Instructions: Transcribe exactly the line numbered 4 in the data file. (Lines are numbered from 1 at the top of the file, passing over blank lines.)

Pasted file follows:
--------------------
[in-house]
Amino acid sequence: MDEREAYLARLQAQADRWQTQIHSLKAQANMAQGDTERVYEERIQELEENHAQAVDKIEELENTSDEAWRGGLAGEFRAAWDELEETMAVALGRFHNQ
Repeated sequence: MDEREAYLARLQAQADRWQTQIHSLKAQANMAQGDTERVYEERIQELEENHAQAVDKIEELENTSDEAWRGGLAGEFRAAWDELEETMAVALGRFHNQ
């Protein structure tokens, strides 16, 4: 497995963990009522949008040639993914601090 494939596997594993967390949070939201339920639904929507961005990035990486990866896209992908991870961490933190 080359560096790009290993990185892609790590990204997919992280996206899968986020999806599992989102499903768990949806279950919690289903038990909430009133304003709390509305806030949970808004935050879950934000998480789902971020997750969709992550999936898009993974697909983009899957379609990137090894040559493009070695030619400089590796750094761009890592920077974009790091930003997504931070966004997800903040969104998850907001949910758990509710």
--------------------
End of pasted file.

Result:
């Protein structure tokens, strides 16, 4: 497995963990009522949008040639993914601090 494939596997594993967390949070939201339920639904929507961005990035990486990866896209992908991870961490933190 080359560096790009290993990185892609790590990204997919992280996206899968986020999806599992989102499903768990949806279950919690289903038990909430009133304003709390509305806030949970808004935050879950934000998480789902971020997750969709992550999936898009993974697909983009899957379609990137090894040559493009070695030619400089590796750094761009890592920077974009790091930003997504931070966004997800903040969104998850907001949910758990509710």